Thursday, December 5, 2013
The Associated Press
DENVER — The suspect in the Colorado shooting rampage tried unsuccessfully to call his university psychiatrist 9 minutes before he opened fire during a Batman movie premiere, defense attorneys revealed in court Thursday.
In this Monday, July 23, 2012 file photo, James Holmes, accused of killing 12 people in Friday's shooting rampage in an Aurora, Colo., movie theater, appears in Arapahoe County District Court with defense attorney Tamara Brady in Centennial, Colo. A court hearing Thursday, Aug. 30, 2012 will examine Holmes' relationship with a University of Colorado psychiatrist to whom he mailed a package containing a notebook that reportedly contains violent descriptions of an attack. His attorneys say Holmes is mentally ill and that he sought help from psychiatrist Lynne Fenton at the school, where he was a Ph.D. student, until shortly before the July 20 shooting. Prosecutors allege Holmes may have been angry at the failure of a once promising academic career. (AP Photo/Denver Post, RJ Sangosti, Pool, File)
Defense attorney Daniel King leads other public defenders into court for a motions hearing for suspected theater shooter James Holmes in district court in Centennial, Colo., on Thursday, Aug. 30, 2012. Holmes has been charged in the shooting at the Aurora theater on July 20 that killed twelve people and injured more than 50. (AP Photo/Barry Gutierrez)
James Holmes placed the call to an after-hours number at a hospital at the University of Colorado, Anschutz campus, where psychiatrist Lynne Fenton could be reached, defense attorney Tamara Brady said.
It wasn't clear why he called Fenton, and she wasn't immediately available to talk to him. Holmes, 24, is accused of opening fire during a midnight showing of "The Dark Knight Rises," killing 12 people and injuring 58 others.
The detail about the call came out during a hearing about his relationship with Fenton, to whom he mailed a package containing a notebook that reportedly contained violent descriptions of an attack.
Prosecutors asked the judge to let them review the notebook as part of their investigation, while defense attorneys argued it was inadmissible because it was protected by doctor-patient privacy laws.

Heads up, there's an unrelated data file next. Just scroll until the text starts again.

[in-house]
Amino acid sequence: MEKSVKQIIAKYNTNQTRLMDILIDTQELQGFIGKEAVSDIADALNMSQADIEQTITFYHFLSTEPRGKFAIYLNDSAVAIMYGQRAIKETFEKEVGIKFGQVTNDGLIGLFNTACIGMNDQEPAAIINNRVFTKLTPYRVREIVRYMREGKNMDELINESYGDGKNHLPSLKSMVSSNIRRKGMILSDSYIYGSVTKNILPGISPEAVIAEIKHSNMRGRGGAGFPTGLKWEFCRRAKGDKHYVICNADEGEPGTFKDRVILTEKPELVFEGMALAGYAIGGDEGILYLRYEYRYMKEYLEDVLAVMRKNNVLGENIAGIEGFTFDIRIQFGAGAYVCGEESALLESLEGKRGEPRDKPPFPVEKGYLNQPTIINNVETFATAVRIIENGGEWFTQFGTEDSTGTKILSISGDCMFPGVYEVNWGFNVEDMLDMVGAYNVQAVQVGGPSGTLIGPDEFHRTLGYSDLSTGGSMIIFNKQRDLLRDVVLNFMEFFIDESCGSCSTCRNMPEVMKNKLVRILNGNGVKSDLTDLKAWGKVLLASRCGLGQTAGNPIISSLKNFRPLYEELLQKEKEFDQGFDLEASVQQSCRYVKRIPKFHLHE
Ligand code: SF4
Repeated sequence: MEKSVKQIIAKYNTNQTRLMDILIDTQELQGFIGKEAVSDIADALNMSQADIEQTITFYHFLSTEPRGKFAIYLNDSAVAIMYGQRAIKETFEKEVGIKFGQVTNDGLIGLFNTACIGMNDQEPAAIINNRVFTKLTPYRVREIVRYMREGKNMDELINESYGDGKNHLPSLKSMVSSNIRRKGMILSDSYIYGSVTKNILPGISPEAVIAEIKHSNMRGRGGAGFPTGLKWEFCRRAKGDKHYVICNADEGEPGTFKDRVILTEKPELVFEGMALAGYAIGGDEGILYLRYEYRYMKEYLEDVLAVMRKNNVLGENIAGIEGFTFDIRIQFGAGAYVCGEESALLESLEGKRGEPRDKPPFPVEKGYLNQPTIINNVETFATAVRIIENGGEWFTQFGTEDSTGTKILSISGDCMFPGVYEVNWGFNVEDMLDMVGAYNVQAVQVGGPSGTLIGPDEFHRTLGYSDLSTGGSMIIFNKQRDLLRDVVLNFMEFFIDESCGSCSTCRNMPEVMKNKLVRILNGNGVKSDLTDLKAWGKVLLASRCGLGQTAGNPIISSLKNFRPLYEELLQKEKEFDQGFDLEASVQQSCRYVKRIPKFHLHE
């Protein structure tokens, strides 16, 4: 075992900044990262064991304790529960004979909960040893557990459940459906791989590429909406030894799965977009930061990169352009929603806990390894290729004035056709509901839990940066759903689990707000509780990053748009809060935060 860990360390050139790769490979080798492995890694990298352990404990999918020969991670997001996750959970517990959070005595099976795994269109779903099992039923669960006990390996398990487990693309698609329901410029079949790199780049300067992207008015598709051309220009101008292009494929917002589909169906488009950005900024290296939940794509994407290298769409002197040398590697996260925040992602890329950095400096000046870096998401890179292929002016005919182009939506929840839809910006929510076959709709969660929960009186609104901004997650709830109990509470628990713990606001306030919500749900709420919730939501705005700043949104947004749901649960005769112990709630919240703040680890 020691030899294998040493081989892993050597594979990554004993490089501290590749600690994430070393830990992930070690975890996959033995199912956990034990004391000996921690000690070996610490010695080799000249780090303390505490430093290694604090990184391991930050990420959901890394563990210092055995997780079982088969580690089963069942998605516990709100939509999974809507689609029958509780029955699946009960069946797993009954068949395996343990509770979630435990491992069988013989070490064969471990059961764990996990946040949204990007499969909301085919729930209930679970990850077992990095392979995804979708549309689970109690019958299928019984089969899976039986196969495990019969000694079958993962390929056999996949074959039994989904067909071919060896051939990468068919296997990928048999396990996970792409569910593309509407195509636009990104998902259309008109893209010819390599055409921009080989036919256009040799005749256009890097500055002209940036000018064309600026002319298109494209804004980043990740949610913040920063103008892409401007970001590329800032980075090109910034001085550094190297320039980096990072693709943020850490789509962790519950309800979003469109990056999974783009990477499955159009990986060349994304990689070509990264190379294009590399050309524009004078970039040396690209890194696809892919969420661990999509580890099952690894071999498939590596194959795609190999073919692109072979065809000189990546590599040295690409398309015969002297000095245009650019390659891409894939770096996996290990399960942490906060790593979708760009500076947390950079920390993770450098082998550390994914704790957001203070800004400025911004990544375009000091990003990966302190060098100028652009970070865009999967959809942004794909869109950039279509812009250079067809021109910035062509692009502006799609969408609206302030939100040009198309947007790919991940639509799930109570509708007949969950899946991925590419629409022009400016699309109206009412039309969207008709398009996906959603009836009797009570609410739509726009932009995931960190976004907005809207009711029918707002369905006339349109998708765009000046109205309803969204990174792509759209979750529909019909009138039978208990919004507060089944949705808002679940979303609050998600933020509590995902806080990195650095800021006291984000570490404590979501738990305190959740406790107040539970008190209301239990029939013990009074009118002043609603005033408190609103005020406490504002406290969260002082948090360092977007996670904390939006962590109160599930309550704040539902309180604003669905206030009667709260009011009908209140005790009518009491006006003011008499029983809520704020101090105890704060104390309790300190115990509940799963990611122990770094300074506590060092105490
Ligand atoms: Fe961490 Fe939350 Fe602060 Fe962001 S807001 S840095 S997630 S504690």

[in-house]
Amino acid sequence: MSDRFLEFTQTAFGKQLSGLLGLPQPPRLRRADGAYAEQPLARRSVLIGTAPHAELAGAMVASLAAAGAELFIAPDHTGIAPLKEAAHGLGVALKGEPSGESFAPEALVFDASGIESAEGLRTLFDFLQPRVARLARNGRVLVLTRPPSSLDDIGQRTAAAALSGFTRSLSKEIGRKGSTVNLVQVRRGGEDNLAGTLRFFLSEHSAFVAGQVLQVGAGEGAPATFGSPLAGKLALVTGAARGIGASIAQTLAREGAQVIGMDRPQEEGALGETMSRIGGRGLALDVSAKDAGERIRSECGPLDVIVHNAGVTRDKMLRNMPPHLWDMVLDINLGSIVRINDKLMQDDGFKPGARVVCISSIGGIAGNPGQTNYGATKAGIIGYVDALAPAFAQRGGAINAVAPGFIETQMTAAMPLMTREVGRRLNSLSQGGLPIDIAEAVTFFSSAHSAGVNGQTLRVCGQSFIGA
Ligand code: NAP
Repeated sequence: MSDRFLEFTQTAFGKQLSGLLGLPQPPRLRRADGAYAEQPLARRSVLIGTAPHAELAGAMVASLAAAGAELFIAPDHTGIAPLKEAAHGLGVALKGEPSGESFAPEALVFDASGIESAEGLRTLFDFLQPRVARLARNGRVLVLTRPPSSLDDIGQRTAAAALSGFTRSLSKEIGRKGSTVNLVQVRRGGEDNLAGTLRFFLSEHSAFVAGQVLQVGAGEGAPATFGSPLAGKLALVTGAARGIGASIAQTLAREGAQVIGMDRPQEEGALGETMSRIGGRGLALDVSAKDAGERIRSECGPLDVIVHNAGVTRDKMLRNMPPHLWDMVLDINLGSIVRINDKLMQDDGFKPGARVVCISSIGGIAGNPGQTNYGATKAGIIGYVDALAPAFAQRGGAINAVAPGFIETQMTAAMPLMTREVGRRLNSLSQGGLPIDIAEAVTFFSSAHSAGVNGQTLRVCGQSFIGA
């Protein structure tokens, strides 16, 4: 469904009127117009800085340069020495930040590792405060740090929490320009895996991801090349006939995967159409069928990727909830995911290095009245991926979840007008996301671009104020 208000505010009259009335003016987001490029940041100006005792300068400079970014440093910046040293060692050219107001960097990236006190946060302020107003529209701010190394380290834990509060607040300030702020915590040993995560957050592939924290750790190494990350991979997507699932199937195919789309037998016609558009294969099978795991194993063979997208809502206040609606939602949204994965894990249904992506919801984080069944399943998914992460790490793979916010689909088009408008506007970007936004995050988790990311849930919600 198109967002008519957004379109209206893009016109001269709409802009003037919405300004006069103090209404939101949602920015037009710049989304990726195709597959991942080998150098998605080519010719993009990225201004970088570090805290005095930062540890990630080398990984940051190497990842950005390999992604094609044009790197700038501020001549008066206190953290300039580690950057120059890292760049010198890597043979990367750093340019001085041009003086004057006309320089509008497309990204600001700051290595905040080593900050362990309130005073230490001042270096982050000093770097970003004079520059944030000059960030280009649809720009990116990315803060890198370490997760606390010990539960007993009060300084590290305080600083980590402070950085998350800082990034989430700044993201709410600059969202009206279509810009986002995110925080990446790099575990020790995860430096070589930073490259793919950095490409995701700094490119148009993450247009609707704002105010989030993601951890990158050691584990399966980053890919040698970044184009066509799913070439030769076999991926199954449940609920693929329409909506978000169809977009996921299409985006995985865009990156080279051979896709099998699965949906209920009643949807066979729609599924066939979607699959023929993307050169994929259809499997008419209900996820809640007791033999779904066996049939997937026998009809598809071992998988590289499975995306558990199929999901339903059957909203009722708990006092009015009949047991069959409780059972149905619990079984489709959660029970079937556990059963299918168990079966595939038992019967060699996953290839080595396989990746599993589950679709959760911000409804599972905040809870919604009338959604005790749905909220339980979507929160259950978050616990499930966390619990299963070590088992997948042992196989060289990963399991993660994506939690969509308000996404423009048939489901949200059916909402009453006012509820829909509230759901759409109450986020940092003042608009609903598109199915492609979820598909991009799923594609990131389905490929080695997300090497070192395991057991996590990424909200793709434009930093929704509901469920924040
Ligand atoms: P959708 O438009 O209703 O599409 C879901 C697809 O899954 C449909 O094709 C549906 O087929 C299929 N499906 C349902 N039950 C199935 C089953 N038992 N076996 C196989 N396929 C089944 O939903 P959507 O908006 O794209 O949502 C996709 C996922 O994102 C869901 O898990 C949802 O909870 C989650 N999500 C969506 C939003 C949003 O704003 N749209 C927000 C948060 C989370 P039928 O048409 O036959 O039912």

Judge William B. Sylvester ruled that an ongoing doctor-patient relationship did exist between Fenton and Holmes, but he scheduled a Sept. 20 to revisit the notebook issue.
Thursday's three-and-a-half hearing was the longest yet that Holmes has attended. He appeared to pay close attention to the proceedings and smiled at least once as he leaned over to his attorney. Holmes had a light moustache but was otherwise clean-shaven, and his hair was blond and orange.
Fenton testified that she believed her privileged relationship with Holmes ended the last time she met with him, June 11.
But Brady brought up the call placed by Holmes in an effort to illustrate that the relationship was ongoing. With Fenton on the witness stand, Brady asked: "Do you know that Mr. Holmes called that number 9 minutes before the shooting started?"
Fenton responded, "I did not."
Prosecutors noted Holmes also had Fenton's office phone number. He apparently did not try to reach her there.
Meanwhile, the University of Iowa released records showing it rejected Holmes from a graduate neuroscience program last year after he visited campus for an interview and left the program director bluntly warning colleagues: "Do NOT offer admission under any circumstances."
It was unclear why Holmes' application was denied, and university officials wouldn't elaborate. But the application response was yet another window into a complex young man who was viewed as both brilliant and deeply troubled before the July shooting.
Holmes applied to the Iowa program in late 2010 and was given an interview Jan. 28, 2011, according to records released by the university. In his application, he painted himself as a bright student interested in improving himself and helping the world with a career in scientific research.
But two days after Holmes' interview, neuroscience program director Daniel Tranel wrote a strongly worded email urging the admissions committee not to accept him to the school.
"James Holmes: Do NOT offer admission under any circumstances," wrote Tranel, a professor of neurology.
Psychology professor Mark Blumberg followed up with a separate email two days later to say he agreed with Tranel about Holmes, one of three students Blumberg interviewed. "Don't admit," he wrote. He recommended admission for the other two.
The emails are among 12 pages of records the university released about Holmes in response to public records requests filed by The Associated Press and other news outlets.
(Continued on page 2)